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Why the Gardiner East should be torn down

Warning: This post turns into a bit of a rant near the end 🙂

Since 2009 (well, much earlier actually), Toronto has been trying to figure out what to do with the eastern portion of the elevated Gardiner Expressway (the portion from Jarvis Street to the Don Valley Parkway). The process used to help make this decision is called an Environmental Assessment (or EA) and that’s what is currently underway. But it’s a painstakingly slow process.

Recently though, a third public meeting was held in order to solicit feedback on the various design solutions and so there’s been a renewed interest in this city building issue. Since the beginning, my position has been that we should tear it down. And in this post I’m going to explain why I think that is exactly what the city should do. 

But first, a bit of background.

The EA started by identifying four “Alternative Solutions” to the problem of the Gardiner East. And they are: 

  1. Maintain the elevated expressway (Basically do nothing)
  2. Improve the urban fabric while maintaining the existing expressway
  3. Replace with a new above or below grade expressway
  4. Remove the elevated expressway and build a new boulevard

They then went out and assigned these solutions to a bunch of architects and designers—whom are some of the world’s best—and asked them to come up with specific design proposals. These proposals are available online and that’s part of what the public has been commenting on.

City Council seems to generally want the Gardiner down, but there are some naysayers. 

Rob Ford doesn’t want it removed (option #1) because it’ll add to driver commute times (no surprise there) and Councillor Denzil Minnan-Wong is worried that tearing it down will just lead to another wall—a wall of waterfront condos.

But I think these views are terribly shortsighted and I’ve made my position clear by submitting a formal response through the City’s public engagement portal. To explain my view here on Architect This City, I thought the best way would be to simply share my answers. So here they are.

What do you like?

I can honestly say that I love my city. I was born in this city. And I was raised in this city. This city has given me so much, which is why I feel so compelled to try and give back to it. It’s also the reason why I’m first to defend it when people talk about how great this or that city’s waterfront is and how much ours sucks. I mean, I know ours sucks. But we’re fixing it.

We have a lot of great plans in the pipeline for our waterfront, but there’s a remaining obstacle: our elevated expressway. Boston buried theirs. And San Francisco transformed theirs into a magnificent public space. What are we going to do with ours? Now is the time to be bold and not settle for the status quo. That’s too easy. We need to remove the eastern portion of the Gardiner Expressway today and the design proposal by Field Operations offers a brilliant way to do it.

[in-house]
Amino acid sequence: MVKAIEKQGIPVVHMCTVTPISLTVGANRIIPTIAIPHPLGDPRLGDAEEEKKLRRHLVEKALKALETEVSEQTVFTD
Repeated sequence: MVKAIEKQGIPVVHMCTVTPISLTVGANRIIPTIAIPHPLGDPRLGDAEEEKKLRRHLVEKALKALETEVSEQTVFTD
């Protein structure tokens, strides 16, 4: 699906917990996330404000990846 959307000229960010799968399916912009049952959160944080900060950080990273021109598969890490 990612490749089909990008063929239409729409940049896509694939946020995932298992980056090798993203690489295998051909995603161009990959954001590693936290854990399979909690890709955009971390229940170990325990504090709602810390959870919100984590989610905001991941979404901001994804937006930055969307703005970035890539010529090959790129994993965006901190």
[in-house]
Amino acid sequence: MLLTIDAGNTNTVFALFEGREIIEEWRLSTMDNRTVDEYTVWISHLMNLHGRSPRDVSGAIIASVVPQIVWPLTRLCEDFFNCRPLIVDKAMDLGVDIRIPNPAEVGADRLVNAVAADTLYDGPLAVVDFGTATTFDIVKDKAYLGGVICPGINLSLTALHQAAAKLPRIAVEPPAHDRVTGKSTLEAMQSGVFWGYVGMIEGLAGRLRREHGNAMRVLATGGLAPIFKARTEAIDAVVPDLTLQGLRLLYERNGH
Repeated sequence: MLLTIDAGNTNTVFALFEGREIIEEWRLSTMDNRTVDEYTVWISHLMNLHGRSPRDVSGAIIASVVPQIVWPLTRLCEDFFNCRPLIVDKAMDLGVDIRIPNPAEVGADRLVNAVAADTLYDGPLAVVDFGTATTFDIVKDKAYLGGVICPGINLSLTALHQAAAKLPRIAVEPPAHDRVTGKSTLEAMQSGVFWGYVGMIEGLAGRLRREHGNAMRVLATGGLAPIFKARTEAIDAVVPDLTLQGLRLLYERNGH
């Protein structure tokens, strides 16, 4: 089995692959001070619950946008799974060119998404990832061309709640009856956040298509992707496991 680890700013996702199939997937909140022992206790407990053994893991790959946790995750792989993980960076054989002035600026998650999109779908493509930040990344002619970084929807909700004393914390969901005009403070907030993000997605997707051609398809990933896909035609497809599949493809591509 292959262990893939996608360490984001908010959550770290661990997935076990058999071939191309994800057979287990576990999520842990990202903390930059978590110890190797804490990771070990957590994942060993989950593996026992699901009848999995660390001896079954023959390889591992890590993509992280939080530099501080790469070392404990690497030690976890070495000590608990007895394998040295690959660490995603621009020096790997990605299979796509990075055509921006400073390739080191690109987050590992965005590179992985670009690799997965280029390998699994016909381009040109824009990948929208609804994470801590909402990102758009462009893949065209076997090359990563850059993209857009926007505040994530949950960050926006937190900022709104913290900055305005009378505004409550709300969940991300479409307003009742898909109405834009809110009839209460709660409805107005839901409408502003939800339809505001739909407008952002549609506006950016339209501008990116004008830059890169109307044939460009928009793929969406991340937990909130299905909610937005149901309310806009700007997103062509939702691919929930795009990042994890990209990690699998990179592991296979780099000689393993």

Not only is removing the Gardiner the most cost effective solution ($470M, versus $870M to maintain, $865M to improve and $1.4 billion to replace), but it’s also the most desirable from a city building standpoint.

The Gardiner is not the only barrier. We also have the rail lines. So while repurposing the Gardiner might be doable in isolation, we simply have too much friction standing between us and the lake. We need to remove the barriers that we can. It’s for this precise reason that Field Operations spent so much time worrying about the north-south connections. And I think their “architectural sleeves” are a really interesting way to solve this problem.

At the same time, timing is an important consideration. As the surrounding East Bayfront area develops, it’s only going to become more costly to remove this stretch of the Gardiner. If we’re going to do this, now is the time.

Finally, I think it’s important to note that Field Operations is the landscape architecture firm behind the wildly successful High Line in New York. So what we have is a firm that made a name for itself repurposing an old elevated rail line, telling us that our own elevated structure is worthless and uninspiring. Think about that for a minute. Should we really be spending more money to salvage the Gardiner East?

What concerns do you have?

That we’re getting hung up on commute times as one of the key decision making criteria. It’s a red herring. Let’s face it: irrespective of whether we tear down the eastern portion of the Gardiner or not, Toronto is fucked from a transportation and infrastructure standpoint. We’re sitting on decades of disinvestment and some of the longest commute times in North America.

Field Operations put it well when they said that the tearing down of the Gardiner East needs to be thought of as a paradigm shift. We have a 25-year transportation plan waiting to be funded. Let’s go out and do that instead of trying to sacrifice our waterfront so that suburban commuters can save a few minutes. Let’s give them a shiny new train instead. They’ll like that.

Either that or Torontonians need to stop talking about how great Chicago’s waterfront is, because we can do it too. Now is our chance.

What advice do you have for the Project Team as the study moves into the next phase?

Don’t listen to Rob Ford.

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